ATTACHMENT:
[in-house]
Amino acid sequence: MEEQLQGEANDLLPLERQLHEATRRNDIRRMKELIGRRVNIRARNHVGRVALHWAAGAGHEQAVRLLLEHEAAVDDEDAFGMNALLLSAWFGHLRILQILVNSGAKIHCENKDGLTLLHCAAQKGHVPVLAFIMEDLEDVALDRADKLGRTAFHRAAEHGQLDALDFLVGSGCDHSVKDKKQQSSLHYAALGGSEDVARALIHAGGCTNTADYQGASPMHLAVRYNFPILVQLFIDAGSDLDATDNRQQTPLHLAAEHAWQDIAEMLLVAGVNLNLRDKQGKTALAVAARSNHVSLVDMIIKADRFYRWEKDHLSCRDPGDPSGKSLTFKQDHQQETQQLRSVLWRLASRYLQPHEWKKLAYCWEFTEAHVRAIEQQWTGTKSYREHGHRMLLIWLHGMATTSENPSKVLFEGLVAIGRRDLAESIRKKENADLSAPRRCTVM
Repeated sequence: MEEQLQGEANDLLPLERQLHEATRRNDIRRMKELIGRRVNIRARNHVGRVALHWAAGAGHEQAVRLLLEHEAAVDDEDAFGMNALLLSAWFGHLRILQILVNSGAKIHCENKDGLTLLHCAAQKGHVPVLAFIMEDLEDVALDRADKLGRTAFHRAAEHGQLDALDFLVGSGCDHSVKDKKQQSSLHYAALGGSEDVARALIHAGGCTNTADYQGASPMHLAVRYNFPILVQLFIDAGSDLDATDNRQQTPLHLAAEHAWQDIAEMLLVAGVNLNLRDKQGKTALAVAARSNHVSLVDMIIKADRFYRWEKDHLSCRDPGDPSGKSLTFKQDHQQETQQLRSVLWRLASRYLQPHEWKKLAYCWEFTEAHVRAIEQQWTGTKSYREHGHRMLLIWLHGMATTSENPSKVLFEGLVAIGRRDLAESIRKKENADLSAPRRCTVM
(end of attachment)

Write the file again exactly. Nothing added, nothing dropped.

[in-house]
Amino acid sequence: MEEQLQGEANDLLPLERQLHEATRRNDIRRMKELIGRRVNIRARNHVGRVALHWAAGAGHEQAVRLLLEHEAAVDDEDAFGMNALLLSAWFGHLRILQILVNSGAKIHCENKDGLTLLHCAAQKGHVPVLAFIMEDLEDVALDRADKLGRTAFHRAAEHGQLDALDFLVGSGCDHSVKDKKQQSSLHYAALGGSEDVARALIHAGGCTNTADYQGASPMHLAVRYNFPILVQLFIDAGSDLDATDNRQQTPLHLAAEHAWQDIAEMLLVAGVNLNLRDKQGKTALAVAARSNHVSLVDMIIKADRFYRWEKDHLSCRDPGDPSGKSLTFKQDHQQETQQLRSVLWRLASRYLQPHEWKKLAYCWEFTEAHVRAIEQQWTGTKSYREHGHRMLLIWLHGMATTSENPSKVLFEGLVAIGRRDLAESIRKKENADLSAPRRCTVM
Repeated sequence: MEEQLQGEANDLLPLERQLHEATRRNDIRRMKELIGRRVNIRARNHVGRVALHWAAGAGHEQAVRLLLEHEAAVDDEDAFGMNALLLSAWFGHLRILQILVNSGAKIHCENKDGLTLLHCAAQKGHVPVLAFIMEDLEDVALDRADKLGRTAFHRAAEHGQLDALDFLVGSGCDHSVKDKKQQSSLHYAALGGSEDVARALIHAGGCTNTADYQGASPMHLAVRYNFPILVQLFIDAGSDLDATDNRQQTPLHLAAEHAWQDIAEMLLVAGVNLNLRDKQGKTALAVAARSNHVSLVDMIIKADRFYRWEKDHLSCRDPGDPSGKSLTFKQDHQQETQQLRSVLWRLASRYLQPHEWKKLAYCWEFTEAHVRAIEQQWTGTKSYREHGHRMLLIWLHGMATTSENPSKVLFEGLVAIGRRDLAESIRKKENADLSAPRRCTVM